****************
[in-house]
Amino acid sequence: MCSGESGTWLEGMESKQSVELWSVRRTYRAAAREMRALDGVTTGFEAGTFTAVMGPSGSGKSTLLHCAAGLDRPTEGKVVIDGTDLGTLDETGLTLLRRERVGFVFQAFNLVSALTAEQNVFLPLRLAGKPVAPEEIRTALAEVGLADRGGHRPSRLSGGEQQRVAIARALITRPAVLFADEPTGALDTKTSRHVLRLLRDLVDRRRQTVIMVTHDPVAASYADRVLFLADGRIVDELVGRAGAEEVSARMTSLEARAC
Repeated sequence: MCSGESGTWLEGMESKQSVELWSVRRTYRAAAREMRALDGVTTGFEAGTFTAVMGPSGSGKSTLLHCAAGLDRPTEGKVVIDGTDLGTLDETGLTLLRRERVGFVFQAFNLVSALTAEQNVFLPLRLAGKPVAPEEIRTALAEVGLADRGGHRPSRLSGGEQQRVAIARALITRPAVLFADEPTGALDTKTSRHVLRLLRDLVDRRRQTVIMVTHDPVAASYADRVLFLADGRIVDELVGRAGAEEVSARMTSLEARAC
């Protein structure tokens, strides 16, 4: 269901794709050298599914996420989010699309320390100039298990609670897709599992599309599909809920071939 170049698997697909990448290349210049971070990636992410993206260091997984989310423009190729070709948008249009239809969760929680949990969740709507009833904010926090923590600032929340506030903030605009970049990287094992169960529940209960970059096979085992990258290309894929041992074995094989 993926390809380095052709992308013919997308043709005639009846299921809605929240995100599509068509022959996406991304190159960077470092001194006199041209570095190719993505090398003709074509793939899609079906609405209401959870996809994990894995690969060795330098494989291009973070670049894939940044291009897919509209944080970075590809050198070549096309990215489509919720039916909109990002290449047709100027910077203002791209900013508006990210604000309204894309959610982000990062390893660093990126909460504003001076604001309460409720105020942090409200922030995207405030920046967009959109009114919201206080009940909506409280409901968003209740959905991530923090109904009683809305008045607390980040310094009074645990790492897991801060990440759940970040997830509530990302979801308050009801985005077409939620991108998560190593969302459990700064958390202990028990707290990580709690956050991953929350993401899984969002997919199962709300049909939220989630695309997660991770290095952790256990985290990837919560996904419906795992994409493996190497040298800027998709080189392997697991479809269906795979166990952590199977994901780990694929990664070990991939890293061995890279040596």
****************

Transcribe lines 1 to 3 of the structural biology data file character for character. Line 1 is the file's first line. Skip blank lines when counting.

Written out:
[in-house]
Amino acid sequence: MCSGESGTWLEGMESKQSVELWSVRRTYRAAAREMRALDGVTTGFEAGTFTAVMGPSGSGKSTLLHCAAGLDRPTEGKVVIDGTDLGTLDETGLTLLRRERVGFVFQAFNLVSALTAEQNVFLPLRLAGKPVAPEEIRTALAEVGLADRGGHRPSRLSGGEQQRVAIARALITRPAVLFADEPTGALDTKTSRHVLRLLRDLVDRRRQTVIMVTHDPVAASYADRVLFLADGRIVDELVGRAGAEEVSARMTSLEARAC
Repeated sequence: MCSGESGTWLEGMESKQSVELWSVRRTYRAAAREMRALDGVTTGFEAGTFTAVMGPSGSGKSTLLHCAAGLDRPTEGKVVIDGTDLGTLDETGLTLLRRERVGFVFQAFNLVSALTAEQNVFLPLRLAGKPVAPEEIRTALAEVGLADRGGHRPSRLSGGEQQRVAIARALITRPAVLFADEPTGALDTKTSRHVLRLLRDLVDRRRQTVIMVTHDPVAASYADRVLFLADGRIVDELVGRAGAEEVSARMTSLEARAC